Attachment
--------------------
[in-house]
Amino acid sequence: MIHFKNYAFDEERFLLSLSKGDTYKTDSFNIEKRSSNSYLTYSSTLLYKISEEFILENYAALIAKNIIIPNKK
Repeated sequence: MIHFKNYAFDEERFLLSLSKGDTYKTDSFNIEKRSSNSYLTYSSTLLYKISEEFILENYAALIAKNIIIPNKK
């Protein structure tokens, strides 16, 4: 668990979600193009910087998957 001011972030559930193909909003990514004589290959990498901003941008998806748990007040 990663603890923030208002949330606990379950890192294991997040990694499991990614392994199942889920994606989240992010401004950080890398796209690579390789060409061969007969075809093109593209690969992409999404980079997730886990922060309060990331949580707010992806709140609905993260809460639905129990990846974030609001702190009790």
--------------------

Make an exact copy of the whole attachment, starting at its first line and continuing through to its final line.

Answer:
[in-house]
Amino acid sequence: MIHFKNYAFDEERFLLSLSKGDTYKTDSFNIEKRSSNSYLTYSSTLLYKISEEFILENYAALIAKNIIIPNKK
Repeated sequence: MIHFKNYAFDEERFLLSLSKGDTYKTDSFNIEKRSSNSYLTYSSTLLYKISEEFILENYAALIAKNIIIPNKK
């Protein structure tokens, strides 16, 4: 668990979600193009910087998957 001011972030559930193909909003990514004589290959990498901003941008998806748990007040 990663603890923030208002949330606990379950890192294991997040990694499991990614392994199942889920994606989240992010401004950080890398796209690579390789060409061969007969075809093109593209690969992409999404980079997730886990922060309060990331949580707010992806709140609905993260809460639905129990990846974030609001702190009790």